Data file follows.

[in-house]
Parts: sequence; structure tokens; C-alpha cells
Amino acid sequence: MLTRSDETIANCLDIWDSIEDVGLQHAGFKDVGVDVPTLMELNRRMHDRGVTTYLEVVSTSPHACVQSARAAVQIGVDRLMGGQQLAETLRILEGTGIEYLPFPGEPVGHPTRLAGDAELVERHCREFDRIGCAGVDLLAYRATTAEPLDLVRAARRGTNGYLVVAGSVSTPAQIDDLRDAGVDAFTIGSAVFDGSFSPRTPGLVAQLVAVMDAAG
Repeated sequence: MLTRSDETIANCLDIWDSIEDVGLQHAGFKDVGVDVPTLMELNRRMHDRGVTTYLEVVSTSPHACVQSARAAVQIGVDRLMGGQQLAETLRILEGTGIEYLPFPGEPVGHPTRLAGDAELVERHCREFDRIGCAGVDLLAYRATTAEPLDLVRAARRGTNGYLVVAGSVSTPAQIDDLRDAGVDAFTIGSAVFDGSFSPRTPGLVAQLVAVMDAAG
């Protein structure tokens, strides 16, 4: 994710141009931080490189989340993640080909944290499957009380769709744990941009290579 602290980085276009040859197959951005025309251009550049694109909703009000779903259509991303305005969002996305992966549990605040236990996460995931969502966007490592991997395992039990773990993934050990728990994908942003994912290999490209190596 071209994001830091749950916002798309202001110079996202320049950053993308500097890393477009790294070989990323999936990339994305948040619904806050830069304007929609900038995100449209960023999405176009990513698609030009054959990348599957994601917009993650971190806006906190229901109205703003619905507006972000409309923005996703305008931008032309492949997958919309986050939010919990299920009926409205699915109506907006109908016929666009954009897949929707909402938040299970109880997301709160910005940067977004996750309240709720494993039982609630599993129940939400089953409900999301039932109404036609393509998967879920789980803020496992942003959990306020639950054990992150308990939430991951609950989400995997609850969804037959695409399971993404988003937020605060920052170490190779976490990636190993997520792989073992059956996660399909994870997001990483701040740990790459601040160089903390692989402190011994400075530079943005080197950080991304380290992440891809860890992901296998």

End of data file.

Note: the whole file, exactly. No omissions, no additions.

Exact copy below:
[in-house]
Parts: sequence; structure tokens; C-alpha cells
Amino acid sequence: MLTRSDETIANCLDIWDSIEDVGLQHAGFKDVGVDVPTLMELNRRMHDRGVTTYLEVVSTSPHACVQSARAAVQIGVDRLMGGQQLAETLRILEGTGIEYLPFPGEPVGHPTRLAGDAELVERHCREFDRIGCAGVDLLAYRATTAEPLDLVRAARRGTNGYLVVAGSVSTPAQIDDLRDAGVDAFTIGSAVFDGSFSPRTPGLVAQLVAVMDAAG
Repeated sequence: MLTRSDETIANCLDIWDSIEDVGLQHAGFKDVGVDVPTLMELNRRMHDRGVTTYLEVVSTSPHACVQSARAAVQIGVDRLMGGQQLAETLRILEGTGIEYLPFPGEPVGHPTRLAGDAELVERHCREFDRIGCAGVDLLAYRATTAEPLDLVRAARRGTNGYLVVAGSVSTPAQIDDLRDAGVDAFTIGSAVFDGSFSPRTPGLVAQLVAVMDAAG
């Protein structure tokens, strides 16, 4: 994710141009931080490189989340993640080909944290499957009380769709744990941009290579 602290980085276009040859197959951005025309251009550049694109909703009000779903259509991303305005969002996305992966549990605040236990996460995931969502966007490592991997395992039990773990993934050990728990994908942003994912290999490209190596 071209994001830091749950916002798309202001110079996202320049950053993308500097890393477009790294070989990323999936990339994305948040619904806050830069304007929609900038995100449209960023999405176009990513698609030009054959990348599957994601917009993650971190806006906190229901109205703003619905507006972000409309923005996703305008931008032309492949997958919309986050939010919990299920009926409205699915109506907006109908016929666009954009897949929707909402938040299970109880997301709160910005940067977004996750309240709720494993039982609630599993129940939400089953409900999301039932109404036609393509998967879920789980803020496992942003959990306020639950054990992150308990939430991951609950989400995997609850969804037959695409399971993404988003937020605060920052170490190779976490990636190993997520792989073992059956996660399909994870997001990483701040740990790459601040160089903390692989402190011994400075530079943005080197950080991304380290992440891809860890992901296998």